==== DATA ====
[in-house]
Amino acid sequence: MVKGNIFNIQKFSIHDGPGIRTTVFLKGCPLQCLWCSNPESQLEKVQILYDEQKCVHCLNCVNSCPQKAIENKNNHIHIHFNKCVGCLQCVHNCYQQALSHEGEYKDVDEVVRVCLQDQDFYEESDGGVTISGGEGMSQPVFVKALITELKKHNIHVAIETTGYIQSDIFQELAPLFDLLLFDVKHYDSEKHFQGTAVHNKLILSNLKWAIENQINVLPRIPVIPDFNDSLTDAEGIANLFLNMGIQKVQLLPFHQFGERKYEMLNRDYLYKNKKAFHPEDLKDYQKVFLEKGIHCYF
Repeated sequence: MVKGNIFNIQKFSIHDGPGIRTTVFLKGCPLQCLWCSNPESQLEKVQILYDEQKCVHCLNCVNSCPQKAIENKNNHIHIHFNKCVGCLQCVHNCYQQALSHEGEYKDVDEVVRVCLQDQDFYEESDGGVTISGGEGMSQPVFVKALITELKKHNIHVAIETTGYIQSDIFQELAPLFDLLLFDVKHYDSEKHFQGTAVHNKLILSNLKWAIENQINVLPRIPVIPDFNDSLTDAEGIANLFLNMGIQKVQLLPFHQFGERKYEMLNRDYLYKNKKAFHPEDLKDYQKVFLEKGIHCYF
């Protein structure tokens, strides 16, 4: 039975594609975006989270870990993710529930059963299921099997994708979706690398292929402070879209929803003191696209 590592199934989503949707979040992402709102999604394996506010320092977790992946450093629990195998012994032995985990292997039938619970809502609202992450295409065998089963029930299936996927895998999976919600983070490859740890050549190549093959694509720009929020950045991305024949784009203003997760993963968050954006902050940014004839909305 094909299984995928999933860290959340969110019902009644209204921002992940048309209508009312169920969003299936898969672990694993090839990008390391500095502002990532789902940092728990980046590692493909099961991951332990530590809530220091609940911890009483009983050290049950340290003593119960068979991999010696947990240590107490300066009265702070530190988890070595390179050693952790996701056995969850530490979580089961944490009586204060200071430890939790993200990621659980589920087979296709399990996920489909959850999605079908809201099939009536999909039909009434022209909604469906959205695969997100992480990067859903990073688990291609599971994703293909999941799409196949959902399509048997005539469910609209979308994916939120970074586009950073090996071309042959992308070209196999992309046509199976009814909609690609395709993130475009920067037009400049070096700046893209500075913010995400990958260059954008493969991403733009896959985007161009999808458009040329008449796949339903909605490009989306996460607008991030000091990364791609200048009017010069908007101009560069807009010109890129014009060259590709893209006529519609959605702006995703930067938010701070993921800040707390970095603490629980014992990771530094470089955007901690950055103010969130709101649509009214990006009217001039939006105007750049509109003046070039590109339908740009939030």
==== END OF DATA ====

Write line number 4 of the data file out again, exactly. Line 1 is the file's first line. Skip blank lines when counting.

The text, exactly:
């Protein structure tokens, strides 16, 4: 039975594609975006989270870990993710529930059963299921099997994708979706690398292929402070879209929803003191696209 590592199934989503949707979040992402709102999604394996506010320092977790992946450093629990195998012994032995985990292997039938619970809502609202992450295409065998089963029930299936996927895998999976919600983070490859740890050549190549093959694509720009929020950045991305024949784009203003997760993963968050954006902050940014004839909305 094909299984995928999933860290959340969110019902009644209204921002992940048309209508009312169920969003299936898969672990694993090839990008390391500095502002990532789902940092728990980046590692493909099961991951332990530590809530220091609940911890009483009983050290049950340290003593119960068979991999010696947990240590107490300066009265702070530190988890070595390179050693952790996701056995969850530490979580089961944490009586204060200071430890939790993200990621659980589920087979296709399990996920489909959850999605079908809201099939009536999909039909009434022209909604469906959205695969997100992480990067859903990073688990291609599971994703293909999941799409196949959902399509048997005539469910609209979308994916939120970074586009950073090996071309042959992308070209196999992309046509199976009814909609690609395709993130475009920067037009400049070096700046893209500075913010995400990958260059954008493969991403733009896959985007161009999808458009040329008449796949339903909605490009989306996460607008991030000091990364791609200048009017010069908007101009560069807009010109890129014009060259590709893209006529519609959605702006995703930067938010701070993921800040707390970095603490629980014992990771530094470089955007901690950055103010969130709101649509009214990006009217001039939006105007750049509109003046070039590109339908740009939030």